Feature Photo:Destination BC/Leanna Rathkelly

You have arrived in Whistler for the first time and snowflakes are falling, the size of golf balls! Tomorrow there will be an estimated 30cm (12 inches) of fresh powder. Wanting to make the most of your stay, you are ready for an action-packed day. But where should you start?! Let this agenda be your guide and you’ll have an experience that you will never forget.

6 am: Time to get up! Get up earlier if you can. Powder is a finite resource so there is no time to hit the snooze button.

Photo: Jeff Boyce

7 am: Get in line. As a first-timer head over to the Whistler Gondola. While the argument as to which mountain is better, Whistler or Blackcomb, is on-going, Whistler tends to be easier to navigate for the first timers.  If you have time, grab a coffee and a pastry at PureBread while you wait for the lifts to open. 

Not hitting the slopes? Head to the legendary Southside Diner and enjoy their famous B.E.L.T.C.H. (Bacon, egg, lettuce, tomato, cheddar, and ham) sandwich. 

LOCAL’S TIP #1 Keeping your goggles on your face or in your jacket can help keep them from fogging up. 

8 – 8:30 am: Lifts open. Hooray! Since you were such an early bird, you get first dibs on the runs. Warm up your legs with a cruise down Whiskey Jack, perfect run for beginners to intermediates. 

Photo: Jesse Paris

LOCALS TIP #2 Heading in for lunch can be a day-wrecker as a full stomach can make you feel sluggish. Locals bring snacks to enjoy while on the lift or in the line instead. Stick a banana bread in your pocket from one of the Whistler/Blackcomb cafes. 

11:30 am: Whistler Mountain is huge and some lifts take longer to open than others. Here’s your chance for more amazing fresh tracks. Head to Peak Chair or Harmony Chair and listen to the bombs detonating as ski patrol clears your next run of avalanches.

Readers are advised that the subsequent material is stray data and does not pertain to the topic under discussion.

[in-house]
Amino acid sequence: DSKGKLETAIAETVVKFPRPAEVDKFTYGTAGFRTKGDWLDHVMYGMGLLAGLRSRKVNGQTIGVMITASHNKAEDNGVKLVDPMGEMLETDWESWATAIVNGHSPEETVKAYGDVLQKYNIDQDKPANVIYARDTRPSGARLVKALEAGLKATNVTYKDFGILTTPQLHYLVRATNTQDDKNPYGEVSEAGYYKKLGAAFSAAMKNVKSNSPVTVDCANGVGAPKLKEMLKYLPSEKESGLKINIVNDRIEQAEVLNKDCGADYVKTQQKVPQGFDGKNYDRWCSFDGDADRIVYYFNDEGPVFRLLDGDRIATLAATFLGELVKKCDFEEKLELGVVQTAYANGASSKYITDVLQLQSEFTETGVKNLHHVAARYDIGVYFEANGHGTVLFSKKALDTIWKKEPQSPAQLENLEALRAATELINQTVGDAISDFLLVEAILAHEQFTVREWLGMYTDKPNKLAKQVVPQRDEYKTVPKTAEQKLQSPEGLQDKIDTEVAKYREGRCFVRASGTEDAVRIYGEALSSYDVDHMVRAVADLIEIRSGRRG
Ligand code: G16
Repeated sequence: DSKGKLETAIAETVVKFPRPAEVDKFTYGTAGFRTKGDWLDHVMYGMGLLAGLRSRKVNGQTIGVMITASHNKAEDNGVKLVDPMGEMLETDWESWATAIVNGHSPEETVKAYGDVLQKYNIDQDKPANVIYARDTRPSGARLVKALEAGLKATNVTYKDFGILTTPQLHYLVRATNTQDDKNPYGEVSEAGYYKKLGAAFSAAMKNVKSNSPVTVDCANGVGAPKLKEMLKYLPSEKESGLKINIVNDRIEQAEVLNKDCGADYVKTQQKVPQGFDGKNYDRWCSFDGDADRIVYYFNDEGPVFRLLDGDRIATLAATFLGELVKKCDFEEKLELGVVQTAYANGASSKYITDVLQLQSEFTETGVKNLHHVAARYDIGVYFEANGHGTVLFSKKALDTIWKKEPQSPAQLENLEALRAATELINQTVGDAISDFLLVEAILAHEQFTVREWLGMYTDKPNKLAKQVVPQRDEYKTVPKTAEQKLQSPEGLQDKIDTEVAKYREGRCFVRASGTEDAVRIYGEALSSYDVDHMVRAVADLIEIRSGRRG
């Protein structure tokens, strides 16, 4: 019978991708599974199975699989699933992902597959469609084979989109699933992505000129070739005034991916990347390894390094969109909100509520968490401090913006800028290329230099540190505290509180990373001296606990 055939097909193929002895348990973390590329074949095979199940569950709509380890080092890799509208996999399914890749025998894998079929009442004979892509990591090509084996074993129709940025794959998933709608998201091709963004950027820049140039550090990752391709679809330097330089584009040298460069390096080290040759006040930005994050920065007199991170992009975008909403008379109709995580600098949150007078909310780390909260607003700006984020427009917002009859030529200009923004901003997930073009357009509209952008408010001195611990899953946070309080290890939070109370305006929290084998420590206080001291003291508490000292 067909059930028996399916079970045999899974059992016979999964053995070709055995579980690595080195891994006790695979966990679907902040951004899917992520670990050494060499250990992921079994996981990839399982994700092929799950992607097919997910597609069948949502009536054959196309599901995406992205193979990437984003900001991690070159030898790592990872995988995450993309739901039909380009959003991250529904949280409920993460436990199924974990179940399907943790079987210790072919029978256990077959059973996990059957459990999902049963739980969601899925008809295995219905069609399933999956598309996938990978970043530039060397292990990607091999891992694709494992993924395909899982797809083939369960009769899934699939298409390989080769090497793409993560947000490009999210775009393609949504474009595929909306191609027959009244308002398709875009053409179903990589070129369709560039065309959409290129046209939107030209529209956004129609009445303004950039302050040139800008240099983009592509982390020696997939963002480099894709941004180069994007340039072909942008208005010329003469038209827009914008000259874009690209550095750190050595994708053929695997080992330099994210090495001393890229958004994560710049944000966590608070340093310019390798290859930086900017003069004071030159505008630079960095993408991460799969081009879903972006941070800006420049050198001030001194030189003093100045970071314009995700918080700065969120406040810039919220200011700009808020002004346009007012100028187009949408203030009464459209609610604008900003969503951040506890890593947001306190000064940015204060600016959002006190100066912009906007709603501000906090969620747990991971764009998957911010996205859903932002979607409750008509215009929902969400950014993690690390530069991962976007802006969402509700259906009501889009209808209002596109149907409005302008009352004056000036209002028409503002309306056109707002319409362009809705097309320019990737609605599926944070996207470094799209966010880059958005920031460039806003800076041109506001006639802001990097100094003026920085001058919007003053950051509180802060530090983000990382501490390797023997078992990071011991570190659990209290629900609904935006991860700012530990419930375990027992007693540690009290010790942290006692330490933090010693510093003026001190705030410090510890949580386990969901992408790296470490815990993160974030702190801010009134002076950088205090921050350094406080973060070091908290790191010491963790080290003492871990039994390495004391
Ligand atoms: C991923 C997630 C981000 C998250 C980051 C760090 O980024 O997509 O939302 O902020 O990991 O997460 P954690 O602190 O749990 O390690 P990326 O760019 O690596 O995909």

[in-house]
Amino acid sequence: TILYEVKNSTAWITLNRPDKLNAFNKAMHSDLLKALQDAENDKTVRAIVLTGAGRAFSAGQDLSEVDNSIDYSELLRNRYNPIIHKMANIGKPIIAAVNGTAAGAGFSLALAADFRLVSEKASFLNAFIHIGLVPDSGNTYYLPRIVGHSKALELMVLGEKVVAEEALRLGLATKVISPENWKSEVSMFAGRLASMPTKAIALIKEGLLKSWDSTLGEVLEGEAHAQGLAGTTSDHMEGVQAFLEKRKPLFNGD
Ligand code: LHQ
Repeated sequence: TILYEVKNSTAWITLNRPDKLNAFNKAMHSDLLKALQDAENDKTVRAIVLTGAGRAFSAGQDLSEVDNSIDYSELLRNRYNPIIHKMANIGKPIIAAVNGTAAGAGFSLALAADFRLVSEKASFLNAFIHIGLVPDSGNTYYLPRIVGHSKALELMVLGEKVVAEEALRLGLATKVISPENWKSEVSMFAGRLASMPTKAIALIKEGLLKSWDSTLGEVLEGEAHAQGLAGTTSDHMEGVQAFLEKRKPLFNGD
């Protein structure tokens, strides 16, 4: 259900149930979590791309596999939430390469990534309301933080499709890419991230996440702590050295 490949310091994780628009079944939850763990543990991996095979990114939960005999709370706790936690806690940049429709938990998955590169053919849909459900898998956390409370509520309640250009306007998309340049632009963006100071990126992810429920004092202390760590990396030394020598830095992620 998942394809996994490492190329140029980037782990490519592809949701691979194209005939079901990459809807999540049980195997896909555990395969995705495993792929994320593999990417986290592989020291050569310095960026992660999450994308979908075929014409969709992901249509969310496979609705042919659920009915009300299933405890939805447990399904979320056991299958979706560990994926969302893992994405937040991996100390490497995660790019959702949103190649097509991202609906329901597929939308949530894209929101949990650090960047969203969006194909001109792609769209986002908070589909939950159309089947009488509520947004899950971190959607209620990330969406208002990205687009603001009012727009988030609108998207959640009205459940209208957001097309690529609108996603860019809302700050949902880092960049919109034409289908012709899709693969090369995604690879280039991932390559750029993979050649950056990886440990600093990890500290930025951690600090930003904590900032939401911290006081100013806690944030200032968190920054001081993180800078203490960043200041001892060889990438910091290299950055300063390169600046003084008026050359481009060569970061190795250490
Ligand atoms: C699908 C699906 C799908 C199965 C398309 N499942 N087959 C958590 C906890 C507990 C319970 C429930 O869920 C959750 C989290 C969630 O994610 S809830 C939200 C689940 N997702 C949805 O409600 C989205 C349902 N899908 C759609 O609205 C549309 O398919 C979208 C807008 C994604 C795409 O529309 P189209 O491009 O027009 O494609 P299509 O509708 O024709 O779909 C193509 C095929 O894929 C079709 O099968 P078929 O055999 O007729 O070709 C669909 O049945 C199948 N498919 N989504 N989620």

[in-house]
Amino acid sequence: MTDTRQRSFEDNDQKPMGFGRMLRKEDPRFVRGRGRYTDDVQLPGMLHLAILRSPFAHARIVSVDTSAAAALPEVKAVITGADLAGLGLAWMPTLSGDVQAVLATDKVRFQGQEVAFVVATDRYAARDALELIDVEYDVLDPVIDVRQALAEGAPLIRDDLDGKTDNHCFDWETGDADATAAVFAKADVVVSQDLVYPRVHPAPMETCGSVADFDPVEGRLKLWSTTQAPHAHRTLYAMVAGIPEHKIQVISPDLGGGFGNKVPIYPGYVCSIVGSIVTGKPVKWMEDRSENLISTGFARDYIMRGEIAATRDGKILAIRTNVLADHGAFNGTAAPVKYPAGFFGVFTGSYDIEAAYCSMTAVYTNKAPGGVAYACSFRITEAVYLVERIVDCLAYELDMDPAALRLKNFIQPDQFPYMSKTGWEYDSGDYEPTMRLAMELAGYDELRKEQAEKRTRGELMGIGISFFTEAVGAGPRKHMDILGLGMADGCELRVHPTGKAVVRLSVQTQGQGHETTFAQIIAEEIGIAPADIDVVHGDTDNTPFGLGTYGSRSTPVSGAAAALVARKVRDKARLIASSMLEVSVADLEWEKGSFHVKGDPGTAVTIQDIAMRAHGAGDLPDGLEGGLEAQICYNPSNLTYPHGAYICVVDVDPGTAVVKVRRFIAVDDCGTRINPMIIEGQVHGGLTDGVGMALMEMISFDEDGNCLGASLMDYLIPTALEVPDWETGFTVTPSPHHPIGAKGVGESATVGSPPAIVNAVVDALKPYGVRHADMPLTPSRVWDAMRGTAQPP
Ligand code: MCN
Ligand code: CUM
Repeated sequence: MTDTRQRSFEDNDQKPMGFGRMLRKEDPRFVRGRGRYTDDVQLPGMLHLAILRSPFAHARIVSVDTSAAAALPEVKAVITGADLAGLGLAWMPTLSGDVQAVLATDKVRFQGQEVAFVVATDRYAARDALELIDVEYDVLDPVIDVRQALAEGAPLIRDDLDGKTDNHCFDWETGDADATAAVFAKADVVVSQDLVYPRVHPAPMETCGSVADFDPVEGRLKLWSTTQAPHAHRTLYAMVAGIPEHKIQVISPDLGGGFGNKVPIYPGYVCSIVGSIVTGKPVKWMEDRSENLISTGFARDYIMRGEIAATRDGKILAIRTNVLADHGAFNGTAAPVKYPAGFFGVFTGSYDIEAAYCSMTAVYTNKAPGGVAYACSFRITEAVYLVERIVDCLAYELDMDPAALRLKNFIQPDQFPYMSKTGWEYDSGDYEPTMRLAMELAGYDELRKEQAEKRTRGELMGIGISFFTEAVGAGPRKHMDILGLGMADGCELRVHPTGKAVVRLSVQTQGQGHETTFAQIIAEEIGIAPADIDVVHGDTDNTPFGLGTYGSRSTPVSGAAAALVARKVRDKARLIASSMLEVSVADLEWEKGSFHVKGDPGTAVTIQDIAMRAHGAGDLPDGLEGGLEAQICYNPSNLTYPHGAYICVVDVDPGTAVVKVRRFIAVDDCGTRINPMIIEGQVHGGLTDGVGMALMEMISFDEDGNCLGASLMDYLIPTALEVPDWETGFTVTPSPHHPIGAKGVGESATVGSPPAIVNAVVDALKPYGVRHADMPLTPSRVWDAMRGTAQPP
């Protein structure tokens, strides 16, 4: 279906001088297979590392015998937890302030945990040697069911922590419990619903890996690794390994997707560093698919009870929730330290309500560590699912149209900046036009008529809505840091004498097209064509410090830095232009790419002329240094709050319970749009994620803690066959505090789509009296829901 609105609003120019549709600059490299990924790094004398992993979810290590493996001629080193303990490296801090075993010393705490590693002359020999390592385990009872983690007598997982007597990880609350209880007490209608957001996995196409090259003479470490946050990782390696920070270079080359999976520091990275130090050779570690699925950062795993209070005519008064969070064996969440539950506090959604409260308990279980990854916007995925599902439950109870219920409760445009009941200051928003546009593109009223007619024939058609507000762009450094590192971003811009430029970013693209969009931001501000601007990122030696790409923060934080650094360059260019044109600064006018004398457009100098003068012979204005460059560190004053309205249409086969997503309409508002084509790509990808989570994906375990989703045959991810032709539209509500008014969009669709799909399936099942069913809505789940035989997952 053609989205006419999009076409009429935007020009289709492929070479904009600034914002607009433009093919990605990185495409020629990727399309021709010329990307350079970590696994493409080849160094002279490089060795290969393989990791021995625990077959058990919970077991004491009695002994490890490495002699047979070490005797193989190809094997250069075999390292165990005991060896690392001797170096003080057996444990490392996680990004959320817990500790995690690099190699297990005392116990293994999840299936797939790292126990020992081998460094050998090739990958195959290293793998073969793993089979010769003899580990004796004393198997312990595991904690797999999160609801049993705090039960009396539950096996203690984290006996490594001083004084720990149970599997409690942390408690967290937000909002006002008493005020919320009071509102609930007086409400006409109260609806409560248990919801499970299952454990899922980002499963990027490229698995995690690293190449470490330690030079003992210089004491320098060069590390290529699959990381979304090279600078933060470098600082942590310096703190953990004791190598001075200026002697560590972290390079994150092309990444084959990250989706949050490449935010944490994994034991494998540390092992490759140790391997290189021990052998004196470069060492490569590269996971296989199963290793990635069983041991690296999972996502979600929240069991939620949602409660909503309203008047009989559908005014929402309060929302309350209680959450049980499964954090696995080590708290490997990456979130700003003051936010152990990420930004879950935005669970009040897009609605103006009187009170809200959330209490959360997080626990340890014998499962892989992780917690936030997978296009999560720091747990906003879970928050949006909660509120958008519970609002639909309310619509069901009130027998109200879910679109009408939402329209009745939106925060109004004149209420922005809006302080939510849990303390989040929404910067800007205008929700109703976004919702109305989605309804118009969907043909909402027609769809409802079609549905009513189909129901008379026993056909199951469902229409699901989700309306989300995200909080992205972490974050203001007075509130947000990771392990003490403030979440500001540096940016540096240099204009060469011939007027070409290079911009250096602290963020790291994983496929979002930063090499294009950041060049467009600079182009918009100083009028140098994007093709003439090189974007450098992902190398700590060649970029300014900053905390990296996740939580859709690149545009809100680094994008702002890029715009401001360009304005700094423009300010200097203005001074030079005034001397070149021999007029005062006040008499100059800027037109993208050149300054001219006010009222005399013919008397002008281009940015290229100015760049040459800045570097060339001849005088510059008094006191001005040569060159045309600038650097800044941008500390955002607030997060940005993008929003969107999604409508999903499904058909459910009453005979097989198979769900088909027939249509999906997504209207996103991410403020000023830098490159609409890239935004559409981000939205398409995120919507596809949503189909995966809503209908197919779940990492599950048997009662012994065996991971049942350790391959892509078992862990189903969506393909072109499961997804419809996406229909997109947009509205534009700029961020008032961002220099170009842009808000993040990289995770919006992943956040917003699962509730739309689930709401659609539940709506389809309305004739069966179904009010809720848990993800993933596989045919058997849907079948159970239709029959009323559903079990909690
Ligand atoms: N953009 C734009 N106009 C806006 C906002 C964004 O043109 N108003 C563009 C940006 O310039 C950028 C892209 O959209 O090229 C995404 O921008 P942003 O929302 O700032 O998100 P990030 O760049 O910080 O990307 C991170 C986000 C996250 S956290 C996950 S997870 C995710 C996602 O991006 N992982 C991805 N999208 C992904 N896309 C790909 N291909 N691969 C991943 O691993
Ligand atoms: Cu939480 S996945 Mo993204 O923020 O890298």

3 pm: What a day of skiing! It is time for everyone’s favourite, Après! Head to Duhb Lihn Gate for some live music, nachos, and  libations of your choosing. You’ve earned it. Or see if you can catch The Hairfarmers, Whistler’s most successful bar band. 

Photo: Tourism Whistler/Mike Crane

4 pm: Soak your sore muscles in the hotel hot tub. When it comes to hotel recommendations The Fairmont Chateau Whistler is still considered the grand dame of the village. For a unique, more economical experience, try the Pangea Pod Hotel, Canada’s first pod hotel. 

7 pm: Whistler has many amazing world-class restaurants. Celebrate the day by having dinner and sabering some champagne at the Bearfoot Bistro. As an aperitif, you can visit their ice room and enjoy sub-zero temperatures and shots of vodka. 

Bearfoot Bistro. Photo: Tourism Whistler/Mike Crane

Locals out for date night or intimate dinners flock to 21 Steps. Great food and atmosphere. For larger gatherings and parties, book one of the private tatami rooms at Sushi Village, a long-time favourite.

LOCALS TIP #3: Whistler restaurants can be extremely busy with long wait times. Book reservations where possible BEFORE you get to Whistler.

Bar Orso. Photo Tourism Whistler/Mike Crane

9:30 pm: Whistler has a very happening night life, with a ton of drinking and dancing options.  Bar Oso is a great spot for a drink (or dinner.) Garfinkels is a local institution. 

11 pm: Time to hit the sack and get ready to start it all over again! 

Scandinave Spa. Photo: Joern Rohde

Top Five Things To Do Beside Skiing

1. Scandinave Spa – Relax in the peace and quiet (seriously, you’re not allowed to talk) as you are surrounded by nature. Dip in both the hot and cold pools to rejuvenate your body and soothe your sore muscles. Additional spa treatments are available.

2. Snowmobile tour – Get a true backcountry experience by signing up for a sled tour. Or, take your snowmobile to the top of Blackcomb for a fondue dining experience like no other.

Photo: Ziptrek Ecotours

3. Ziplining – A must-do for any family enjoying time off of the slopes. Travel down cables under the canopy of mature spruce, fir, and cedar trees for an adrenaline-filled experience. 

4. Bobsleighing– As the host of the 2010 Winter Olympics, Whistler is now home to one of the worlds fastest tracks. See how you compare to Olympians as you twist and turn down the ramped up, frozen water slide

Photo Tourism Whistler/Mike Crane

5. Snowshoeing – No guide or passes needed for this activity. Pick your route or destination and get walking.

Locals Tip #4: The author’s favorite meal in all of Whistler! Head to Pasta Lupino for the Chicken Parm and pasta. Ask for a splash of the alfredo sauce to make the tomato sauce more creamy.  #Alairloveslocal

Article first published in the Alair Magazine. To see more, head to www.alairmagazine.com.